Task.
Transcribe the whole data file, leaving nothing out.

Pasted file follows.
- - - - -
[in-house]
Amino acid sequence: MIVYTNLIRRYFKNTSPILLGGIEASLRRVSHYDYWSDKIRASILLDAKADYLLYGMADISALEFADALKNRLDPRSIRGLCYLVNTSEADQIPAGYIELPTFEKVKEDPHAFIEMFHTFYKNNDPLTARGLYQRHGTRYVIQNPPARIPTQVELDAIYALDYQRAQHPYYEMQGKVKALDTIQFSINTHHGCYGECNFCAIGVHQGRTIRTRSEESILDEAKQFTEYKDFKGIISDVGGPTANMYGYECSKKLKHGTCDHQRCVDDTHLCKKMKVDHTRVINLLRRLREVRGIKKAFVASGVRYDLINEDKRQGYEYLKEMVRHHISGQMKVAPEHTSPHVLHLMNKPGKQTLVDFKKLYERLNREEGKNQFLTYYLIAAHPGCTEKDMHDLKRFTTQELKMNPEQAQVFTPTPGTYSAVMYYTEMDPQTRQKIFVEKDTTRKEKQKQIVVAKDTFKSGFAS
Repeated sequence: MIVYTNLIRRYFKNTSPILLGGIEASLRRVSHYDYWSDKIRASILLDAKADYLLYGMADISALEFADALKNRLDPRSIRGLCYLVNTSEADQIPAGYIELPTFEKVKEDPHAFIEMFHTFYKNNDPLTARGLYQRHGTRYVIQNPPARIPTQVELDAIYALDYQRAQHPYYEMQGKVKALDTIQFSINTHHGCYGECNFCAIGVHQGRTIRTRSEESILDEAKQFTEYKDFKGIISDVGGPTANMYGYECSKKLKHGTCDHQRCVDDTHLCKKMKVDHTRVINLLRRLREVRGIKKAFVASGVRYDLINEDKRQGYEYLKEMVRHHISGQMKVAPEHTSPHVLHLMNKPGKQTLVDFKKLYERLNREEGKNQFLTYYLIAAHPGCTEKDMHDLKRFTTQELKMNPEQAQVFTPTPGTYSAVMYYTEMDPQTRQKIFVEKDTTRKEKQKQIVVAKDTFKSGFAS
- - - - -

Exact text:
[in-house]
Amino acid sequence: MIVYTNLIRRYFKNTSPILLGGIEASLRRVSHYDYWSDKIRASILLDAKADYLLYGMADISALEFADALKNRLDPRSIRGLCYLVNTSEADQIPAGYIELPTFEKVKEDPHAFIEMFHTFYKNNDPLTARGLYQRHGTRYVIQNPPARIPTQVELDAIYALDYQRAQHPYYEMQGKVKALDTIQFSINTHHGCYGECNFCAIGVHQGRTIRTRSEESILDEAKQFTEYKDFKGIISDVGGPTANMYGYECSKKLKHGTCDHQRCVDDTHLCKKMKVDHTRVINLLRRLREVRGIKKAFVASGVRYDLINEDKRQGYEYLKEMVRHHISGQMKVAPEHTSPHVLHLMNKPGKQTLVDFKKLYERLNREEGKNQFLTYYLIAAHPGCTEKDMHDLKRFTTQELKMNPEQAQVFTPTPGTYSAVMYYTEMDPQTRQKIFVEKDTTRKEKQKQIVVAKDTFKSGFAS
Repeated sequence: MIVYTNLIRRYFKNTSPILLGGIEASLRRVSHYDYWSDKIRASILLDAKADYLLYGMADISALEFADALKNRLDPRSIRGLCYLVNTSEADQIPAGYIELPTFEKVKEDPHAFIEMFHTFYKNNDPLTARGLYQRHGTRYVIQNPPARIPTQVELDAIYALDYQRAQHPYYEMQGKVKALDTIQFSINTHHGCYGECNFCAIGVHQGRTIRTRSEESILDEAKQFTEYKDFKGIISDVGGPTANMYGYECSKKLKHGTCDHQRCVDDTHLCKKMKVDHTRVINLLRRLREVRGIKKAFVASGVRYDLINEDKRQGYEYLKEMVRHHISGQMKVAPEHTSPHVLHLMNKPGKQTLVDFKKLYERLNREEGKNQFLTYYLIAAHPGCTEKDMHDLKRFTTQELKMNPEQAQVFTPTPGTYSAVMYYTEMDPQTRQKIFVEKDTTRKEKQKQIVVAKDTFKSGFAS